Charlemagne Picture Gallery

Charlemagne Picture Gallery

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Portrait of Charlemagne by Albrecht Dürer

Public Domain

This is a collection of portraits, statues, and other images related to Charlemagne, many of which are in the public domain and are free for your use.

No contemporary illustrations of Charlemagne exist, but a description provided by his friend and biographer Einhard has inspired numerous portraits and statues. Included here are works by famous artists such as Raphael Sanzio and Albrecht Dürer, statues in cities whose histories are firmly tied to Charlemagne, depictions of important events in his reign, and a look at his signature.

Albrecht Dürer was a prolific artist of the Northern European Renaissance. He was heavily influenced by both Renaissance and Gothic art, and he turned his talents to depicting the historic emperor who had once reigned over his homeland.

02of 19

Charles le Grand

This is a post-medieval portrait from Bibliothèque Nationale de France Charles le Grand. Public Domain

This lighter depiction of the monarch, which resides in the Bibliothèque Nationale de France, shows an aged, slender figure in rich attire that was hardly likely to have been worn by the Frankish king.

03of 19

Charlemagne in Stained Glass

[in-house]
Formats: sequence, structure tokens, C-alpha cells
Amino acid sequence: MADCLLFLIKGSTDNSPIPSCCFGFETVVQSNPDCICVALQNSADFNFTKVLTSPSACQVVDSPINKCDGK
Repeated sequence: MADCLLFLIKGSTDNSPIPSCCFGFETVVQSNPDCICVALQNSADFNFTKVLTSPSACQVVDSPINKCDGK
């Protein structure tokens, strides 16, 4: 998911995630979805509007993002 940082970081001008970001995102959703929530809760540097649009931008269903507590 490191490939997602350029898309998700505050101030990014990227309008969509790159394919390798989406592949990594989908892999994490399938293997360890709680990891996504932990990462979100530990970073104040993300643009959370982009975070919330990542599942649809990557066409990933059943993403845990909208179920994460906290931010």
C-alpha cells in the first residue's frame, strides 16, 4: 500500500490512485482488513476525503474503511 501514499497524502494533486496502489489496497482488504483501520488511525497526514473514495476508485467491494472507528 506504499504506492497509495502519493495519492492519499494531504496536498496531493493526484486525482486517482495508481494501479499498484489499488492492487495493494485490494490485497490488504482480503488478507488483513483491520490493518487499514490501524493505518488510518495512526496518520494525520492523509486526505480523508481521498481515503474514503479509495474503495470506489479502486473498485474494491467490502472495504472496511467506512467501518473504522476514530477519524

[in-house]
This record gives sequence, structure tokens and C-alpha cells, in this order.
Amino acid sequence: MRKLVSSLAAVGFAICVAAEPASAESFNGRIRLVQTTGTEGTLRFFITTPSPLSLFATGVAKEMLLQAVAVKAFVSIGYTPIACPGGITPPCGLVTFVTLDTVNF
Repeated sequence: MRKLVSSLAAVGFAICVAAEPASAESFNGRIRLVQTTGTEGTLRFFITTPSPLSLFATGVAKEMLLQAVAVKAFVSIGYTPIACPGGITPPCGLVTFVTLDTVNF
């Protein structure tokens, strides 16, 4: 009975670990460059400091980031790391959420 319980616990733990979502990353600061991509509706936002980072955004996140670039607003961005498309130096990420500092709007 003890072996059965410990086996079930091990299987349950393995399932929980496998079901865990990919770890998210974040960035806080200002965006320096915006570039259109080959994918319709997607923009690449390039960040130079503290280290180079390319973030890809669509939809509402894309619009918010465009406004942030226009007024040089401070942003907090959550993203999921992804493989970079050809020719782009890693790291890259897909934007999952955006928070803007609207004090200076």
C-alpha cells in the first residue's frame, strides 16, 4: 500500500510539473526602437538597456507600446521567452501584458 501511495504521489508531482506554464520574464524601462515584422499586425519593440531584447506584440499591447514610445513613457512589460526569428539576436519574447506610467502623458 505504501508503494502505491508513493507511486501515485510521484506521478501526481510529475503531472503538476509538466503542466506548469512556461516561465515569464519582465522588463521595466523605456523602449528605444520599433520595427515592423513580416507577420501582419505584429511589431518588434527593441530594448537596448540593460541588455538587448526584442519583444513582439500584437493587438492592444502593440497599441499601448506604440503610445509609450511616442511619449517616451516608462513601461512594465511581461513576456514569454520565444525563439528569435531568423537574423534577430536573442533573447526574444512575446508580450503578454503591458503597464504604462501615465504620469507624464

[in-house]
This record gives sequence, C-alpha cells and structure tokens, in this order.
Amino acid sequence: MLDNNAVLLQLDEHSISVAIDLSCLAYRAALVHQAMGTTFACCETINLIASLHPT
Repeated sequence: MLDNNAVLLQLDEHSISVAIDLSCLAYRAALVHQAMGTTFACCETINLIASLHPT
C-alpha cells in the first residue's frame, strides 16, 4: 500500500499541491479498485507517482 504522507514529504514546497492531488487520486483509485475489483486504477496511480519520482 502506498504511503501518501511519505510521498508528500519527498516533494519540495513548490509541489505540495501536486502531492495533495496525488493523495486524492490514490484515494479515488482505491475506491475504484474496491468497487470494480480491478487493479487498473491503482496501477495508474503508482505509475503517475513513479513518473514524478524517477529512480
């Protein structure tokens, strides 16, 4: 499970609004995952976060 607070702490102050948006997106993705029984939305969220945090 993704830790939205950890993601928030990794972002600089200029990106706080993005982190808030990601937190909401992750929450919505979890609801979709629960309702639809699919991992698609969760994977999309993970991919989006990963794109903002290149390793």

Vassil / Wikimedia Commons / Public Domain

This stained-glass depiction of the king can be found at the Cathedral in Moulins, France.

04of 19

The King with the Grizzly Beard

Public Domain

The Song of Roland - one of the earliest and most renowned chansons de geste - tells the story of a brave warrior who fought and died for Charlemagne at the Battle of Roncesvalles. The poem describes Charlemagne as "the King with the Grizzly Beard." This image is a reproduction of a 16th-century engraving of the grizzly-bearded king.

05of 19

Carlo Magno

Public Domain

This illustration, which depicts Charles in fairly intricate crown and armor, was published in Grande illustrazione del Lombardo-Veneto ossia storia delle città, dei borghi, comuni, castelli, ecc. fino ai tempi moderni, Corona and Caimi, Editors, 1858

06of 19

Pope Adrian Asks for Charlemagne's Help

Public Domain

When Charlemagne's brother Carloman died in 771, his widow took her sons to Lombardy. The King of the Lombards attempted to get Pope Adrian I to anoint Carloman's sons as kings of the Franks. Resisting this pressure, Adrian turned to Charlemagne for help. Here he is depicted asking for aid from the king at a meeting near Rome.

Charlemagne did indeed help the pope, invading Lombardy, besieging the capital city of Pavia, and eventually defeating the Lombard king and claiming that title for himself.

Just for fun, try a jigsaw puzzle of this picture.

07of 19

Charlemagne Crowned by Pope Leo

Public Domain

This illumination from a medieval mansucript shows Charles kneeling and Leo placing the crown on his head.

08of 19

Sacre de Charlemagne

Illumination, by Jean Fouquet Coronation of Charles, 800 C.E. Public Domain

From the Grandes Chroniques de France, this illumination by Jean Fouquet was made around 1455 - 1460.

09of 19

The Coronation of Charlemagne

Lush depiction by Raphael Sanzio Raphael's Depiction of the Coronation, 800 C.E. Public Domain